Nigeria: Petrol To Sell For N141, Labour Says It’s Unacceptable

Almost three months after the federal government attempted withdrawal of subsidy on petrol, jacking up the product price initially to N141 and backing down subsequently to N97, sources told LEADERSHIP SUNDAY that it will go the whole hog and finally deregulate the premium motor spirit (PMS) price next month.

When LEADERSHIP SUNDAY spoke to Peter Esele, the president-general of the Trade Union Congress (TUC) yesterday, he declared the planned hike as unfair and unacceptable.

“We will wait and see how they will do it. That’s probably why they are trying to pass a gag law in the National Assembly that will restrain labour from going on strike.

“To hike the petrol price at this time, without telling us how many litres we consumed daily and without prosecuting those involved in subsidy fraud is unacceptable and unfair to the Nigerian people.”

But the Nigerian National Petroleum Corporation and the Ministry of Petroleum have denied foreknowledge of such intended hike in separate telephone chats with LEADERSHIP SUNDAY yesterday.

Following a successful protest by the organised labour against and civil society organisations at the attempted fuel subsidy removal, the federal government reduced the cost from the initial N141 per litre to N97 per litre.

LEADERSHIP SUNDAY’s checks revealed that panic buying of petrol has returned and even increased, provoking queues at filling stations in many parts of the country.

The Nigerian Labour Congress, NLC, three weeks ago, stated that the government was conniving with the oil marketers to push fuel price to N140 under the guise of scarcity.

The NLC, in the statement, had described the move as unacceptable, adding that the current artificial fuel scarcity in parts of the country was to blackmail Nigerians into accepting higher fuel prices.

“It is unacceptable to the NLC that marketers and the government will contrive to push the price of a litre of petrol (PMS) back to N141 under the guise of fuel scarcity, said the NLC, in a statement signed by its acting general secretary,” Owei Lakemfa.

The NLC also described as ridiculous the claim by the Major Oil Marketers Association of Nigeria (MOMAN) and the Independent Petroleum Marketers of Nigeria (IPMAN) that the probe into the oil sector by the National Assembly had created “uncertainties” and loss of confidence by the financial institutions, which had translated into fuel scarcity, as ridiculous.

When LEADERSHIP SUNDAY contacted Dr. Livi Ajuonuma, group public relations manager of the Nigerian National Petroleum Corporation, NNPC, he totally denied knowledge of the development. “I am not at all aware of such speculated development. I am also not aware that such is still in national discourse.”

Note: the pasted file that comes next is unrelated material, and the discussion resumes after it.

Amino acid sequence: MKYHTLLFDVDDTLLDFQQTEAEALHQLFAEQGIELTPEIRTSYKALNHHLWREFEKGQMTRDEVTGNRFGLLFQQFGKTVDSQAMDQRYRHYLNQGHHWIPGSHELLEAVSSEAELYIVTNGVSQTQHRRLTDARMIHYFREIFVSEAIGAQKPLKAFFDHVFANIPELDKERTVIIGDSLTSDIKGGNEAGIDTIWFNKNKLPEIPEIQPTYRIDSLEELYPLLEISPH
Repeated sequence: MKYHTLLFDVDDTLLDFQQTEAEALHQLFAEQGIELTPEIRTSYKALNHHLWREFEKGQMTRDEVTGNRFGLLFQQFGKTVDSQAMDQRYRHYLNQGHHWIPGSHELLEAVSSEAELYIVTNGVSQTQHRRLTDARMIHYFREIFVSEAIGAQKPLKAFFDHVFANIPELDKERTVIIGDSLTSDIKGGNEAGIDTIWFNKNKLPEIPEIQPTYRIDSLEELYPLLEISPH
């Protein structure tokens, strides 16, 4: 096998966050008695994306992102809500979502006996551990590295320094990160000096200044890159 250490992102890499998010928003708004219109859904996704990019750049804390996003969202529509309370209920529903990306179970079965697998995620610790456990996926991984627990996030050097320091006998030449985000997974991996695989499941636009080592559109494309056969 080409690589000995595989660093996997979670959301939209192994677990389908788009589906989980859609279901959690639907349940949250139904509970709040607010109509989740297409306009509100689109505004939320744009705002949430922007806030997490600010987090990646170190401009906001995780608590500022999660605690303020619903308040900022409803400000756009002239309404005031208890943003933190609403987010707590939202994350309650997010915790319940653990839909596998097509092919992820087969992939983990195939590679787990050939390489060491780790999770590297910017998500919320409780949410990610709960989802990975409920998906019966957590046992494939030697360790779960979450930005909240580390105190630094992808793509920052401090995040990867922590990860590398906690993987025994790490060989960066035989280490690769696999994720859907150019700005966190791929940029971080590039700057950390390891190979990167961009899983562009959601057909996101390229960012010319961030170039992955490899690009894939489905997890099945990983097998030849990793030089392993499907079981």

The head of corporate affairs of the Petroleum Product Pricing and Regulatory Agency, PPPRA, declined to pick our call or respond to texted questions on the impending hike in petrol pump price.

Danladi Pasali, special adviser on media for the Independent Petroleum Marketers of Nigeria (IPMAN), had noted that they had also heard the word that the government may have reached some kind of “arrangement” with labour to increase pump price to N141 by April.

Pasali noted that IPMAN still maintained its position that the country is not yet “ripe” for deregulation, noting that the demands are for the pipelines to be repaired and the refineries put in order before such a venture should be pursued in full.

On his part, Obafemi Olawore, executive secretary, Major Oil Marketers Association of Nigeria (MOMAN), reportedly declined to comment on the issue. “Until someone tells me, I have no opinion. You know the way our country is,” he stated.

Shortage of petroleum products being experienced in various parts of the country is expected to continue to linger for some time. However, both IPMAN and MOMAN have different reasons why this will be so.

Pasali explained that the number of independent marketers currently importing products has dropped drastically in the last couple of months, from 160 to fewer than 45. He noted that the cause of this was partly the “wrangling” in the oil industry with the National Assembly probe into the fraud in the sector which, it is claimed, has created loss of confidence by the financial institutions, and which has translated into lack of funds to do business.

However, Pasali added that the failure of the government to review profit margins remains a huge problem as well for the group.

“If the government looks into the issue of margins, there would be an increase in importation and all these issues of scarcity would be over. We have written but the PPPRA says the whole thing is beyond them. Government said they have to call all stakeholders on the matter,” he stated.

A reliable source at the ministry of petroleum told LEADERSHIP SUNDAY yesterday, that: “There is absolutely nothing like that to the best of my knowledge. Do you think that government does not think? It will be difficult for government to even contemplate such now with all the queues everywhere and the difficulty faced by marketers to obtain loan from banks at the moment.

“Government is trying to put things right now to reduce the suffering of Nigerians and increasing fuel price now is out. You can call me on April 1 or 2 to prove me wrong, but I can tell you that there is nothing like that going on.”


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